Effects of alternating unilateral versus bilateral strength training on sprint and endurance cycling performance in trained endurance athletes: a three-armed randomized controlled pilot trial

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Adequate strength performance and training concepts are considered crucial issues within endurance sports. Thereby, strength training exercises reflecting similar mechanical specificity to the sports-specific movements have been reported to elicit higher sports performance gains [1,2,3]. For example, a superior transfer effect to improve unilateral jump performance was found for unilateral strength and plyometric compared to bilateral training [4]. However, there is a lack of research regarding the potential for modifying exercise modality in strength training to improve endurance performance. Thus, we comparatively investigated the effects of strength training exercises with alternating unilateral execution and their transfer effects to sprint and endurance cycling performance.

20 trained endurance athletes were either assigned (strata: age, sex, VO2max and training volume) to an alternating unilateral [UL; n = 7, VO2max = 55ml/kg] or simultaneous bilateral [BL; n = 7, VO2max = 58ml/kg] training group, which completed 10 weeks of volume-load matched heavy strength training (leg press, -extension and -curls; 4 x 4-10 RM) in addition to usual endurance training. A third group [CON; n = 6, VO2max = 60ml/kg] simply continued their usual training program.
Before and after the intervention period, power output at lactate thresholds (WLT1 and WLT2), cycling economy (CE), peak and mean power output (PPO and MPO), time to PPO (TTP), and acceleration index (AI: PPO/TTP) during 15s-sprint test, as well as maximal aerobic power output (Wmax), maximal oxygen uptake (VO2max) and time to exhaustion (Tlim) at 105% of WLT2 were determined. Furthermore, measurements of maximal uni- and bilateral leg strength were carried out during voluntary isometric contraction.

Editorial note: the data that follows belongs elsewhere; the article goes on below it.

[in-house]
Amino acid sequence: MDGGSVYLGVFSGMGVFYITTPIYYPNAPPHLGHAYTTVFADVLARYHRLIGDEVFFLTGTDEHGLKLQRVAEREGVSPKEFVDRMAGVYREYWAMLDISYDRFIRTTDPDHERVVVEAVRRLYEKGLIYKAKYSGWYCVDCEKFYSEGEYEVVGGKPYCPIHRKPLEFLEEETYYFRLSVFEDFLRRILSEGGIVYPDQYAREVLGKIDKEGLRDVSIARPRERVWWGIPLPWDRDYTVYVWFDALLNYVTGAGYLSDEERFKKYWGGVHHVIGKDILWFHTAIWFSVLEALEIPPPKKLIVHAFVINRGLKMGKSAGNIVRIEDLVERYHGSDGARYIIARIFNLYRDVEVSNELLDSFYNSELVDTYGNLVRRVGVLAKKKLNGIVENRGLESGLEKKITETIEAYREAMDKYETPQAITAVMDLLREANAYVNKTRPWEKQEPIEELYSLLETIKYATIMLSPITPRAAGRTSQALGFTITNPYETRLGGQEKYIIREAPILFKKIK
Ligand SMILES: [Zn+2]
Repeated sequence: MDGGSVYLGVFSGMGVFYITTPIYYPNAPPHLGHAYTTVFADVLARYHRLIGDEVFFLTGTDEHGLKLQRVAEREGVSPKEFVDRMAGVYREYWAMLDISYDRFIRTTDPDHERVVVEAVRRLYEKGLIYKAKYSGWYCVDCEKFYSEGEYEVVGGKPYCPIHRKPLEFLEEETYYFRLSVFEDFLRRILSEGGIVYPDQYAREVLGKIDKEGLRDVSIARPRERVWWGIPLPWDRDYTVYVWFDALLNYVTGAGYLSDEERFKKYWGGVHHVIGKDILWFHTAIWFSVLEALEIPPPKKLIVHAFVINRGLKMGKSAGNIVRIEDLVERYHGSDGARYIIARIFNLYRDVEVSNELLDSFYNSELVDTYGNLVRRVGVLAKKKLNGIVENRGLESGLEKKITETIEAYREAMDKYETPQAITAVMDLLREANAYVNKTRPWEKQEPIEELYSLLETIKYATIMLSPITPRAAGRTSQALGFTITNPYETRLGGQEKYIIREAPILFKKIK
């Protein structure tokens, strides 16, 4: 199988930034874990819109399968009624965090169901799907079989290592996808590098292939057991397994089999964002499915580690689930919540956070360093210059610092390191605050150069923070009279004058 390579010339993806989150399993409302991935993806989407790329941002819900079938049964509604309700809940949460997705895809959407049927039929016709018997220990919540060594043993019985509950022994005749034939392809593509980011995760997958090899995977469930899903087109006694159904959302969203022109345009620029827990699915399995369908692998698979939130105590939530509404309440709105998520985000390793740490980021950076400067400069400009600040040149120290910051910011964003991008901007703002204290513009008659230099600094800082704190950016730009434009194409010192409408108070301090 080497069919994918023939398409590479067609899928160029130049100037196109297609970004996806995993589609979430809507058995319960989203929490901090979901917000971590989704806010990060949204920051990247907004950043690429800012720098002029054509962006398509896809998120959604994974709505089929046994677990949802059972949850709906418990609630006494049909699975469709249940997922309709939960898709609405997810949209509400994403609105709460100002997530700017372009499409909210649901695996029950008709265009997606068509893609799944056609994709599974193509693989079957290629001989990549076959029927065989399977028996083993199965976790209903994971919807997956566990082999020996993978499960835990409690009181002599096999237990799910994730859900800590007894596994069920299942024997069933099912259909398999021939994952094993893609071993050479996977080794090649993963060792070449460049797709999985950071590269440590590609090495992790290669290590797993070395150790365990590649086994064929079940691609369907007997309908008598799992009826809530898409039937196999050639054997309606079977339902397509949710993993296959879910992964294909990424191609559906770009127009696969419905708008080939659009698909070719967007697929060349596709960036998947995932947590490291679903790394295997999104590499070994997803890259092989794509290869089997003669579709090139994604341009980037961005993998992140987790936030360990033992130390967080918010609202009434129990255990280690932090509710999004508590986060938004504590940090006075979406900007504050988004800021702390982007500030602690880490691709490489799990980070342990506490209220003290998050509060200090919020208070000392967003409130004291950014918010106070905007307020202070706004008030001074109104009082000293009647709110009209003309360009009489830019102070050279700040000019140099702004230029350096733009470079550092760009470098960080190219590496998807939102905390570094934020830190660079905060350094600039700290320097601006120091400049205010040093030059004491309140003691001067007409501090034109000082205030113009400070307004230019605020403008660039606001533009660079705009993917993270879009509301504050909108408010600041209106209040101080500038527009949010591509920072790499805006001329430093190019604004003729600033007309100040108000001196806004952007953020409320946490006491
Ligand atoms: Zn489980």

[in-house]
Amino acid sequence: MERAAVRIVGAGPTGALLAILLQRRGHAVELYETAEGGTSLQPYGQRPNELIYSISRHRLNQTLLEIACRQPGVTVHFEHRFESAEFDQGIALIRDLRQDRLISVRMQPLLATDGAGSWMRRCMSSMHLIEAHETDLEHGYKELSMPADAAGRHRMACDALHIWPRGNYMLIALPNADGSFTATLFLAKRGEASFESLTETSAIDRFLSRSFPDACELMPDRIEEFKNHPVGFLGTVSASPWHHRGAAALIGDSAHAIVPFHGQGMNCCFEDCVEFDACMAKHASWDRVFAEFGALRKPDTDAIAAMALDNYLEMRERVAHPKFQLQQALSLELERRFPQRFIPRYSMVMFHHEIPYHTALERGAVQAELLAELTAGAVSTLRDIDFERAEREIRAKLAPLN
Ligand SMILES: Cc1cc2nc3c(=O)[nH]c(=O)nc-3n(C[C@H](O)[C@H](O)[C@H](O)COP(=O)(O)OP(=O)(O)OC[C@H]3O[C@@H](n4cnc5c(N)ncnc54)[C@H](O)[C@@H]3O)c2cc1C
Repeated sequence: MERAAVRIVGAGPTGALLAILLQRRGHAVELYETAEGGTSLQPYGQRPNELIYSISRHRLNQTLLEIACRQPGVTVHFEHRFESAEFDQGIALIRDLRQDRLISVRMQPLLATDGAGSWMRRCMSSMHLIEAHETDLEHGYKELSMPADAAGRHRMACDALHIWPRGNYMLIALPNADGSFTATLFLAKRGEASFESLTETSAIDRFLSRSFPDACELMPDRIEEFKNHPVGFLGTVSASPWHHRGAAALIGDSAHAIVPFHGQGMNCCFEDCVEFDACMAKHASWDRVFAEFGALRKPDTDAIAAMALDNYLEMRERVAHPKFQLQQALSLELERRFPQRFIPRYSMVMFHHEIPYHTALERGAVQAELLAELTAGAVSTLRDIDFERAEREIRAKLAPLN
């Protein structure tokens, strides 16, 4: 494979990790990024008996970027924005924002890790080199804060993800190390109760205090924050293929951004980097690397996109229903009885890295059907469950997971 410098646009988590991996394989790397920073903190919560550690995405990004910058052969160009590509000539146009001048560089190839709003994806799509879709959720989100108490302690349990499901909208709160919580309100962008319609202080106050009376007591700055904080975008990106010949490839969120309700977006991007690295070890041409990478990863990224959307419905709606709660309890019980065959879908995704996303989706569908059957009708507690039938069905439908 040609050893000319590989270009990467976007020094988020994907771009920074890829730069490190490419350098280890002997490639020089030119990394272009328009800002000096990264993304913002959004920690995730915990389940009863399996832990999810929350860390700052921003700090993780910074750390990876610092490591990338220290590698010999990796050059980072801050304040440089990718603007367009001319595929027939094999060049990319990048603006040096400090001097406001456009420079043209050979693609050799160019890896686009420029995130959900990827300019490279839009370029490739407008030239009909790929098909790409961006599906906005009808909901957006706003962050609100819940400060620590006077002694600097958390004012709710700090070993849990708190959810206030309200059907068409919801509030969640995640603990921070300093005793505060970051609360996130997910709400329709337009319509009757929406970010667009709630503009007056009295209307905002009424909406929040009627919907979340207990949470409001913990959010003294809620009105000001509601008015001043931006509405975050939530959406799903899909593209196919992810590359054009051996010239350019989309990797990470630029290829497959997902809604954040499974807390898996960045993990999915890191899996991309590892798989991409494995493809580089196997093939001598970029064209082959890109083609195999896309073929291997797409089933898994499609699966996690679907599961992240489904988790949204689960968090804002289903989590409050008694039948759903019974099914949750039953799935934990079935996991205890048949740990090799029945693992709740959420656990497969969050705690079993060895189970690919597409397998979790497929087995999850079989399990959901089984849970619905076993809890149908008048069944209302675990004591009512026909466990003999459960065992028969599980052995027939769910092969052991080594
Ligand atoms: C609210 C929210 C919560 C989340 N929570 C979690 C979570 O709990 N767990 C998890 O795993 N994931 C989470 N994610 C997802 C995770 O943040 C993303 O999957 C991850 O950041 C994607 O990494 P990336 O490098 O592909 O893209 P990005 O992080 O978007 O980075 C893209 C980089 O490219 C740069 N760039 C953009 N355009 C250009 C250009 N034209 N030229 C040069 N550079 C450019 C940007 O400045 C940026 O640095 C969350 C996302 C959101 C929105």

Maximal strength indices notably increased in both the BL and UL training group (~31%, < .05), but not in CON. Tlim improved in both intervention groups (UL: 67%, BL: 43%, < .05), whilst no significant change was found for CON. Significant deteriorations in sprint abilities were detected for CON (PPO: -6%, TTP: 25% and AI: -15%, p < .05). PPO and MPO (5% and 3%, respectively, < .05) in BL significantly improved after training period, while no significant changes occurred in UL [3% (p=.18) and 4% (= .06) for PPO and MPO, respectively]. Meaningful but statistically insignificant improvements in favour of UL were observed for TTP and AI [-12% (Cohen’s d: 0.5) and 20% (Cohen’s d: 0.5), respectively].

This pilot trial underpins benefits of maximal strength training independent of its training modality for time trial performance and underlines risks of decreases in muscular power by performing long-term submaximal endurance training only. The tendency towards favourable effects of the unilateral strength training compared to bilateral training mode to acceleration within sprint testing needs to be confirmed in future research in both endurance and sprint cyclists in larger samples and over longer time frames.

1. Appleby et al. (2019) 2. Stone et al. (2007) 3. Wilson (1996) 4. McCurdy et al. (2005)
Original languageEnglish
Title of host publicationBook of Abstracts - 25th Annual Congress of the European College of Sport Science (ECSS 2020) : 25th Annual Congress of the European College of Sport Science : 28th-30th October 2020
EditorsFlemming Dela, Erich Müller, Elias K. Tsolakidis
Number of pages1
Place of PublicationKöln
PublisherEuropean College of Sport Science
Publication date2020
ISBN (Print)978-3-9818414-3-5, 978-3-9818414-2-8
Publication statusPublished - 2020
EventAnnual Congress of the European College of Sport Science - Online
Duration: 28.10.202030.10.2020
Conference number: 25

ID: 5490730

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